Soldier Backlash Against Striking Syria

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When President Obama announced to the country that he was seeking Congressional approval for a strike against Syria in response to their reported use of chemical weapons, there was bound to be backlash.

Many Republican hawks on Capitol Hill, including Sen. John McCain, had previously criticized the president for dragging his heels and ignoring the civil war in Syria that has lasted since the Arab Spring protests over two years ago. However, the president’s announcement changed that conversation, allowing those opposed to any action at all against Syria to take the bully pulpit even though President Obama clarified “we would not put boots on the ground.”

Congressmen Justin Amash (R-Mich.) took the discussion to the site where everyone has a voice: Twitter. “I’ve been hearing a lot from members of our Armed Forces,” he wrote. “The message, I consistently hear: Please vote no on military action against #Syria.” He backed up his statement by sharing tweets from a number of service members expressing their disproval. Many of the protestations included the idea that striking Syria is tantamount to alliance of the U.S. Military and Al Qaeda.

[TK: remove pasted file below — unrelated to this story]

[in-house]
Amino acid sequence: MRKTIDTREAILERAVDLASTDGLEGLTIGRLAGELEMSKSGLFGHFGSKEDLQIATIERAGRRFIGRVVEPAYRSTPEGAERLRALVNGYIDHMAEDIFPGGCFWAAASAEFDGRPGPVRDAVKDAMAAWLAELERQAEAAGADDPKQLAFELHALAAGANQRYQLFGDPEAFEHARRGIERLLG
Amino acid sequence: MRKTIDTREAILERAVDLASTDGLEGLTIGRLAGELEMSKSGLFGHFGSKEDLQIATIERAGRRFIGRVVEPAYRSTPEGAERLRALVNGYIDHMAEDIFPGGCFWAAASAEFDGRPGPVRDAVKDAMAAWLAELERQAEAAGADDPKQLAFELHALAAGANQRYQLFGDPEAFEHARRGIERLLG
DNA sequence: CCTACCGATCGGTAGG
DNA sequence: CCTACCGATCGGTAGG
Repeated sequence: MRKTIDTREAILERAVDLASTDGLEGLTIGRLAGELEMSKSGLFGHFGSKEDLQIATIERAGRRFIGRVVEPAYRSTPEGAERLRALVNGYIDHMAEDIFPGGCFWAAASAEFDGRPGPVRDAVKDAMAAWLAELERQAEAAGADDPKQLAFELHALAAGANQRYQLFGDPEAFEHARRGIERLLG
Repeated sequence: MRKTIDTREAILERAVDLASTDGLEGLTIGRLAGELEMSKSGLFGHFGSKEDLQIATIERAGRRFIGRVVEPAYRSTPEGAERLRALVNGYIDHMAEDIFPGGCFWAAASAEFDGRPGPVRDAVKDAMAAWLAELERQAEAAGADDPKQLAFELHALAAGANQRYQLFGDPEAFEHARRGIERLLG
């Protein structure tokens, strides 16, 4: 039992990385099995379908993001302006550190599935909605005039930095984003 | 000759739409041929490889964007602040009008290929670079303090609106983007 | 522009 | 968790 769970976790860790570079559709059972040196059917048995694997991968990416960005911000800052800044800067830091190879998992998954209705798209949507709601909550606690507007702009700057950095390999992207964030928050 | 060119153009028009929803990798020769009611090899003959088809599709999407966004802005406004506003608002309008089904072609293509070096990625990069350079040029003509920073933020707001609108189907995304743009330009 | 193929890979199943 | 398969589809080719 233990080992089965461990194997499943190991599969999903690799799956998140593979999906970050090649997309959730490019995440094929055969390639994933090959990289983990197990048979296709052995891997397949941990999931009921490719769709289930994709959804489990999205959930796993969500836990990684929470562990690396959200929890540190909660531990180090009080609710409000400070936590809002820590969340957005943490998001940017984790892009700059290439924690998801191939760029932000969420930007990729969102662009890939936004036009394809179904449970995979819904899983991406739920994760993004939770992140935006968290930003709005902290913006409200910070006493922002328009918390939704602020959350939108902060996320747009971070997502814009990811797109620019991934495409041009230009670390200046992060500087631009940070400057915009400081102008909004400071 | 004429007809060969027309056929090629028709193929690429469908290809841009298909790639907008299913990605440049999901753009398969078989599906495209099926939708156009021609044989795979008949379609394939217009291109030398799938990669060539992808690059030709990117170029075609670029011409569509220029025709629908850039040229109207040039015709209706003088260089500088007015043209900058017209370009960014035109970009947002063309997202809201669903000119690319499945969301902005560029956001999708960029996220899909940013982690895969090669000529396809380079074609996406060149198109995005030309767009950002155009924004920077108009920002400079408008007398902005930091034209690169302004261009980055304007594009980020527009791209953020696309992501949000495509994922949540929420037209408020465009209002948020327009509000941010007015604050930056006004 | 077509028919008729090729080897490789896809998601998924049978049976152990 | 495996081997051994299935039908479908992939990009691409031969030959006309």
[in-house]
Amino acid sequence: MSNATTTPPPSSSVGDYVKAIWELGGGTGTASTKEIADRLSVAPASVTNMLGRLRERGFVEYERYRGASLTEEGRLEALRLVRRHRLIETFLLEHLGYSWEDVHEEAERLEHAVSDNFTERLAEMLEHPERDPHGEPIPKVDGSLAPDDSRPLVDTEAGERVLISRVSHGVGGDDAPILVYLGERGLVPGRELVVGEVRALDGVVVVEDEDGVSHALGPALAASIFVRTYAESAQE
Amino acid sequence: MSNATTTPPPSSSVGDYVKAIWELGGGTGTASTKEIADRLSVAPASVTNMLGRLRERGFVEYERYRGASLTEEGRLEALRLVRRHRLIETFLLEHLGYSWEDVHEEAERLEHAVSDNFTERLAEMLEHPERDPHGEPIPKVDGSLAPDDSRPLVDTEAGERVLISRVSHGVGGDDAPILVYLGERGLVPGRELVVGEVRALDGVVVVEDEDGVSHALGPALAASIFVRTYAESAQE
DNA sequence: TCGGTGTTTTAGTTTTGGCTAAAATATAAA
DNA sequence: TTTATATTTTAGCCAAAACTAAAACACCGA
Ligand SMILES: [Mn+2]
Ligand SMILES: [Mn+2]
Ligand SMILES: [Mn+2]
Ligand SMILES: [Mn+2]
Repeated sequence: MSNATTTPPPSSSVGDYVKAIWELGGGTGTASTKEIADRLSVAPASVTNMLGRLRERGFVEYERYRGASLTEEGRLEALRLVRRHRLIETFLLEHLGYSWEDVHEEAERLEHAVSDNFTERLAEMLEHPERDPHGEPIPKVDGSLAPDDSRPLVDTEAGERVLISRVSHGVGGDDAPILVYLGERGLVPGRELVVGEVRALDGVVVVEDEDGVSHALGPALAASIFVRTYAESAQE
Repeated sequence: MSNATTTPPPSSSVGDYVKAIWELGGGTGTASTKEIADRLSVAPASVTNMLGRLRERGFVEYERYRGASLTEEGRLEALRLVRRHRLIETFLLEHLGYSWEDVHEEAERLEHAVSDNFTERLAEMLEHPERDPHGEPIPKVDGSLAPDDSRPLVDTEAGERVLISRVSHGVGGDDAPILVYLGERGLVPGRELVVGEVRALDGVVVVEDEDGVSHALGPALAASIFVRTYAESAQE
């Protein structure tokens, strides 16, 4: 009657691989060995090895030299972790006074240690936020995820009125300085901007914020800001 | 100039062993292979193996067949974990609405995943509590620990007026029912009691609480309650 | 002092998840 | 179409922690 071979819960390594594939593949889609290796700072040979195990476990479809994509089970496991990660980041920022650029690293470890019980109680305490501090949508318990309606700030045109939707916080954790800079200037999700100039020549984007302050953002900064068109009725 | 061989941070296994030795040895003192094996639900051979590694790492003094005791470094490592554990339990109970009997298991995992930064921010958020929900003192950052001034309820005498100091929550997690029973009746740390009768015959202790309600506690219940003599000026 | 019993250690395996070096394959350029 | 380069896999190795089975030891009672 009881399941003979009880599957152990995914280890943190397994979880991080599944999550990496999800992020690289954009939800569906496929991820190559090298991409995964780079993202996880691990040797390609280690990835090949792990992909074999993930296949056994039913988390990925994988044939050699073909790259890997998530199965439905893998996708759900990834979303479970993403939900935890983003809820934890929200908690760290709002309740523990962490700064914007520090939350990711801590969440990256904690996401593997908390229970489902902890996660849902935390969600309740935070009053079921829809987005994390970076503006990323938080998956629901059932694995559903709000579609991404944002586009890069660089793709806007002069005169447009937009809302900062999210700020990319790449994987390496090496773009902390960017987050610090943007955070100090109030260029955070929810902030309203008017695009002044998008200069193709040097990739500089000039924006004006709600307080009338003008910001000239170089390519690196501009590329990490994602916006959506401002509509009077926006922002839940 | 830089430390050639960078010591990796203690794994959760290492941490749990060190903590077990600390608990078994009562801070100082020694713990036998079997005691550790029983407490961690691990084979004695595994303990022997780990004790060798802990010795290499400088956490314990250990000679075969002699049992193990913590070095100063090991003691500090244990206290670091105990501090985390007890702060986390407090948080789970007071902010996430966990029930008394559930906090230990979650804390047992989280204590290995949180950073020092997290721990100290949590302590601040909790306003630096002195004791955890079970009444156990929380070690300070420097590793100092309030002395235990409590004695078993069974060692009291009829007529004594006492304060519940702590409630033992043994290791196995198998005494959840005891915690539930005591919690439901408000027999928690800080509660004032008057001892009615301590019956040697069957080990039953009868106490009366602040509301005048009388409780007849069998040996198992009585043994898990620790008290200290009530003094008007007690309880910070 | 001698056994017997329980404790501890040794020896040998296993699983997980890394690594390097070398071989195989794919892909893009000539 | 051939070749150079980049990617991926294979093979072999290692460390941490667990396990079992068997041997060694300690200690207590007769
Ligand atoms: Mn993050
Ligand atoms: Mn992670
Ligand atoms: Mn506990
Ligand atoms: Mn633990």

President Obama has not expressed an alliance with the Syrian rebels, which are comprised of some fighters pledging allegiance to Al Qaeda. However, the president is instead interested in sending a message about the use of chemical weapons, especially on civilians. When asked at an unscheduled press conference on August 20, 2012 about Syria, President Obama said that chemical weapons usage was a “red line,” that would change his “calculus,” implying military action. 

It’s not just war-weary servicemembers on Twitter expressing their reticence to get involved in the Syrian civil war, but also high-ranking military officers, including General Martin Dempsey, chairman of the Joint Chiefs of Staff. Hearings on Capitol Hill are currently underway.